Teaching Materials
Ask a Master Teacher
Lesson Plan Gateway
Lesson Plan Reviews
State Standards
Teaching Guides
Digital Classroom
Ask a Digital Historian
Tech for Teachers
Beyond the Chalkboard
History Content
Ask a Historian
Beyond the Textbook
History Content Gateway
History in Multimedia
Museums and Historic Sites
National Resources
Website Reviews
Issues and Research
Report on the State of History Education
Research Briefs
Best Practices
Examples of Historical Thinking
Teaching in Action
Teaching with Textbooks
Using Primary Sources
TAH Projects
Lessons Learned
Project Directors Conference
Project Spotlight
TAH Projects
Technical Working Group
Research Advisors
Teacher Representatives
Quiz Rules
Teaching History.org logo and contact info

History Hitting Home: Children's History, Local History, and Digital Storytelling

strict warning: Only variables should be passed by reference in /websites/teachinghistory/sites/all/modules/date/date_api.module on line 866.
Mar 20 2013 Photo, Children playing on the street..., Edwin Rosskam, 1941, LoC

How do you connect history to students' own lives? Do you introduce them to the lives of children in the past? Explore local history with them? Let them recount history themselves using digital storytelling tools? Try combining two of these techniques—or all three—to give your students a sense of ownership over history.

Often, textbooks skim over or omit the stories of young people in the past. How did they live? What did they wear and eat? How did they play? What kind of work did they do? How did they learn? Seek out primary and secondary sources that explore the rich details of children's lives in the past. Some websites focus on children's history. Try:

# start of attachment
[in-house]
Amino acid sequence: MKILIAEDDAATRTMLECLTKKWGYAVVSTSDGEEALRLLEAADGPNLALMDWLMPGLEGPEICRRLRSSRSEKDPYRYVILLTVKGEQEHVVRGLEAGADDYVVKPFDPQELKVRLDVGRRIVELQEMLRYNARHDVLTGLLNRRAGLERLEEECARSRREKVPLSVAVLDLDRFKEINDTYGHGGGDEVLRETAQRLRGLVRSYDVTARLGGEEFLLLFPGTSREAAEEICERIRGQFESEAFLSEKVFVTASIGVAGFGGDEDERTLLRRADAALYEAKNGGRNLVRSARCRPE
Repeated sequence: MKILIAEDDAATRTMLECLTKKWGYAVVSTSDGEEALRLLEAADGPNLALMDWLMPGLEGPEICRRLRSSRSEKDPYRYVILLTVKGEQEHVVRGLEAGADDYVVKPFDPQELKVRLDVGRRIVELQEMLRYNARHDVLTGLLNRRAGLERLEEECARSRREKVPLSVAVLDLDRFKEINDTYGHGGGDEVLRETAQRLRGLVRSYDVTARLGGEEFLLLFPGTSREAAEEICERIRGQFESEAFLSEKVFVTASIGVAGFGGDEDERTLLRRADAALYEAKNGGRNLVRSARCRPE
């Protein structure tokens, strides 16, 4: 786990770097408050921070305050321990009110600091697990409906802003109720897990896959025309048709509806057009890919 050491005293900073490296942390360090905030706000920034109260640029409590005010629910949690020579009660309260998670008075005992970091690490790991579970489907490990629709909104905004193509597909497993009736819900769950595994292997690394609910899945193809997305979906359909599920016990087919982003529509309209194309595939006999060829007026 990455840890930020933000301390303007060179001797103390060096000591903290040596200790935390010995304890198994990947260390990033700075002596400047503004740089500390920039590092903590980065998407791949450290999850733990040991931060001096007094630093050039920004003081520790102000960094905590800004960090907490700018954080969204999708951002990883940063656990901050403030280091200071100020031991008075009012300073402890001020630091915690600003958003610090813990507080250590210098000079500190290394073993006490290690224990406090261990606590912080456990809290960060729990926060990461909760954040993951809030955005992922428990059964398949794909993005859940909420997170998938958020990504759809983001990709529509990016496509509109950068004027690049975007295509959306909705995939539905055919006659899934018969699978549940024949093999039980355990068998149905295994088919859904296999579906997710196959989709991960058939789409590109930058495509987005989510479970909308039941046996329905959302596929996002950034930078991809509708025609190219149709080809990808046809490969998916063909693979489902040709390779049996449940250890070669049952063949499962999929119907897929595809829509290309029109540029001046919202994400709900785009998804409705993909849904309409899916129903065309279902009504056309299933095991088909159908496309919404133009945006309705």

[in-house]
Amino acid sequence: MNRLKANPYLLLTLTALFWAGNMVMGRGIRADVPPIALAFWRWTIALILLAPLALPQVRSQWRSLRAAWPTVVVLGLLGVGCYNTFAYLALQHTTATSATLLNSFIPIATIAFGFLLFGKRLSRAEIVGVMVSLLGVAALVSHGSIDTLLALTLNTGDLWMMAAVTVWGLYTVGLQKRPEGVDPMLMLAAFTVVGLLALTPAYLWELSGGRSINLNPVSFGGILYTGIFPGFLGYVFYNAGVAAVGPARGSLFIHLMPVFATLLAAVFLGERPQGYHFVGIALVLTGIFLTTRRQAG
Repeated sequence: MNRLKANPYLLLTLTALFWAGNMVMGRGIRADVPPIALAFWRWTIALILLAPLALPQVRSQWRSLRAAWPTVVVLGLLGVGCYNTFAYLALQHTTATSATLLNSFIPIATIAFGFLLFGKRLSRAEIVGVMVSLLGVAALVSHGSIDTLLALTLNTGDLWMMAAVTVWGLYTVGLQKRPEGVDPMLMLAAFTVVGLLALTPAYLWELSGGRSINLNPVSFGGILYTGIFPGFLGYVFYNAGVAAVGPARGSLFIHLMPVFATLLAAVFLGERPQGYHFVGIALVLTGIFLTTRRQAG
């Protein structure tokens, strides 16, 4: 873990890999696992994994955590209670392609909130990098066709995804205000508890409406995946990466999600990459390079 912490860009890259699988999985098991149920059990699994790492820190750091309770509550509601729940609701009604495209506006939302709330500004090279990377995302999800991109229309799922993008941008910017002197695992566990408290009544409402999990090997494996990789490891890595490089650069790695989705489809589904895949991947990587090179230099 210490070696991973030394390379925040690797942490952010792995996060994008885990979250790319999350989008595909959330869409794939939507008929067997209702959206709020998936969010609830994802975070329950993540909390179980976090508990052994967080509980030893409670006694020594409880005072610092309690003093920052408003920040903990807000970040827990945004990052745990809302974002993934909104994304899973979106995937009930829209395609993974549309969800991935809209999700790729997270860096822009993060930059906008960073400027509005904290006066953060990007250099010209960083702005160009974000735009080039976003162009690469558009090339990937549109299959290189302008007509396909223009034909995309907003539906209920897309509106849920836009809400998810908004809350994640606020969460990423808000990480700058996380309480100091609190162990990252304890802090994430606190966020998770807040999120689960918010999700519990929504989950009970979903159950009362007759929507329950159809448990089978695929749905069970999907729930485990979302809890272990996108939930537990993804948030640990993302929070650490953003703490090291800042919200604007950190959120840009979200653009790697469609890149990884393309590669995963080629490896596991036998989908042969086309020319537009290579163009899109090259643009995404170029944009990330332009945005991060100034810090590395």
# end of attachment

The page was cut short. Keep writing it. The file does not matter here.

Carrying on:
(Choose topic "Children" and search our Website Reviews for more. Search "Children" in our general search to find resources like Beyond the Textbook primary sources on girls' lives in the Progressive era.)

Textbooks also omit local history. Where did children play, learn, and work in the past in your area? How might you and your students connect with that past? Teachinghistory.org's Daisy Martin suggests trying local museums, historic sites, and libraries. High school teacher Roseanne Lichatin has had good luck connecting students with volunteer opportunities at local history museums.

But what about digital media and tools? How can you combine those with children's and local history? With the help of a still or video camera and digital storytelling tools, your students can recreate stories from your local past. For inspiration, check out our feature on the Of the Student, By the Student, For the Student project, a program of The Journey Through Hallowed Ground partnership. In this program, students visit local historic sites and write and film their own short documentaries or historical films "on location."

Remember that once students create materials such as these documentaries, you can use them, with students' permission, as teaching tools for future classes. Students often respond with enthusiasm to learning from and teaching their peers! The Journey Through Hallowed Ground's new lesson plans demonstrate ways to teach using student films. High school teacher James A. Percoco also taps into this energy by having his students guide the class around historic sites, and Elizabeth Glynn has her 11th-grade students create tours incorporating local monuments.

Post new comment

  • Web page addresses and e-mail addresses turn into links automatically.
  • Allowed HTML tags: <a> <em> <strong> <cite> <code> <ul> <ol> <li> <dl> <dt> <dd> <b> <i>
  • Lines and paragraphs break automatically.

More information about formatting options

Enter the characters shown in the image.